In the category, “Questionable Studies From Professors,” Israeli researchers have concluded that more physically attractive members of Congress get more coverage on network television.
The New York Times says:
Two Israeli professors concluded that members whom a student survey judged to be better looking appeared more frequently on television — but not radio or in newspapers. The researchers argued that the networks were trying to attract larger audiences.
It gets even more unbelievable…
Not surprisingly, Professor Waismel-Manor and Professor Tsfati found that other factors, too, influenced coverage. Senators and representatives who hailed from larger states, were male, were black or espoused more extreme ideologies also tended to be featured more frequently. The effect of attractiveness on news coverage, the study found, was greater than the effect of tenure in office, or bill sponsorship. Frequency of news releases had no discernible effect on news media appearances. The study also examined coverage on NPR and in USA Today, and it found no correlation between the so-called attractiveness effect and coverage in those outlets.
Are we watching the same networks?
Here’s who I see most of the time, these days:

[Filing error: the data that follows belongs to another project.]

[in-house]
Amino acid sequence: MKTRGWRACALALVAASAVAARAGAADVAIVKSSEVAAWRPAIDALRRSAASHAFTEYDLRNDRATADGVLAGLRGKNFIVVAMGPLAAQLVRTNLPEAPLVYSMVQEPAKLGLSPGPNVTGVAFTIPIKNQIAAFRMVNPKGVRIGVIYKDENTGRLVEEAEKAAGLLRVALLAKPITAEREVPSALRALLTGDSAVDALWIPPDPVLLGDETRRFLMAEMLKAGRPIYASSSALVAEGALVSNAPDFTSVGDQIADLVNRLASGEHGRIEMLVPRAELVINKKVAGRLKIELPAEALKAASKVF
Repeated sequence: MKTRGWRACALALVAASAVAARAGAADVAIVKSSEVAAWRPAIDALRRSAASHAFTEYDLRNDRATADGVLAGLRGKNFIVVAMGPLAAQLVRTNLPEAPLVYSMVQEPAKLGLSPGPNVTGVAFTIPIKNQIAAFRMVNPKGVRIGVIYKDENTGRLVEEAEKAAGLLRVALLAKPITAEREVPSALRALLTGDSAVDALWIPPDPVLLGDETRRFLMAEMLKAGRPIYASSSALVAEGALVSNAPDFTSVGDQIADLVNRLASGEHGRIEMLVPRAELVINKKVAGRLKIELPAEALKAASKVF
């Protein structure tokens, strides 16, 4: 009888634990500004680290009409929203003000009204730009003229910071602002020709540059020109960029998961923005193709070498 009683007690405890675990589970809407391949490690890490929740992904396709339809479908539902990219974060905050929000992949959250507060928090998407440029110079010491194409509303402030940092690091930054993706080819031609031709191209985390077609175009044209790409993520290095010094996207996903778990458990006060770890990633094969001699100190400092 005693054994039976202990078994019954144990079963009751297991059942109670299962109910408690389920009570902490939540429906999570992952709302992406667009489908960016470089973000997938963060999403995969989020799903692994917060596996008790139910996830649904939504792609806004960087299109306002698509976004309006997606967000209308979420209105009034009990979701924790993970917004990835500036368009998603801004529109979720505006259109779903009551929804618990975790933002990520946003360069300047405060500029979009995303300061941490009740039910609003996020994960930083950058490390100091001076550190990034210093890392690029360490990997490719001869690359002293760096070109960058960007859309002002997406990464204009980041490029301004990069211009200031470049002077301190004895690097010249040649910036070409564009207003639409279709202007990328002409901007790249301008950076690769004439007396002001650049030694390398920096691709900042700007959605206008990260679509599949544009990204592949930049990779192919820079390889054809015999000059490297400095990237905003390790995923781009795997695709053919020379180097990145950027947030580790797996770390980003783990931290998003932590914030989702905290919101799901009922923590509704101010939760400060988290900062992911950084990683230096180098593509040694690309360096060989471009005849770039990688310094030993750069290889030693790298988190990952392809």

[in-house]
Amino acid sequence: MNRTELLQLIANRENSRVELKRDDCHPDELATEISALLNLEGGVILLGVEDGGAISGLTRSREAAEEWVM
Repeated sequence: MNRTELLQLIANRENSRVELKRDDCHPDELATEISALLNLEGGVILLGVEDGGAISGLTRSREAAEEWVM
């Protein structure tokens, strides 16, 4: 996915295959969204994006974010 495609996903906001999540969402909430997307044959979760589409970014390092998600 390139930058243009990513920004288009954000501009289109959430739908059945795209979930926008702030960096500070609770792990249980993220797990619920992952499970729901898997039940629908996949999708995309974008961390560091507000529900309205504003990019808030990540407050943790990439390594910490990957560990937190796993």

Here’s who the study says I saw most of the time:
That’s Rep. Marsha Blackburn, who most people may not recognize because she’s actually almost never on TV news shows.
Why the disconnect?
This explanation of the methodology provides a clue:
To avoid skewing the results, they eliminated, among others, members in top leadership posts and presidential candidates.
Top leadership posts? Here’s a person who doesn’t have a top leadership post, who nonetheless has had much more airtime than Rep. Blackburn.
Check the Sunday TV news shows sometime and see if it’s not the same group of leadership members of Congress week after week after week. Why? Because most members of Congress are there for show, and a small number actually influence anything and those are the people news organizations want to talk to.
How does the rest of Congress get some crumbs of attention? Here’s a little inside story:
Back in the early ’80s, I worked for a network news operation in New York. It was radio, but the situation is roughly the same. My job was to get interviews with people for upcoming newscasts. Over the years I was there, listeners heard a disproportionate amount of Sen. David Durenberger of Minnesota (a state, by the way, with which I had no particular affinity or knowledge).
Why did he get on the radio so much? He answered his own phone, especially on nights and weekends..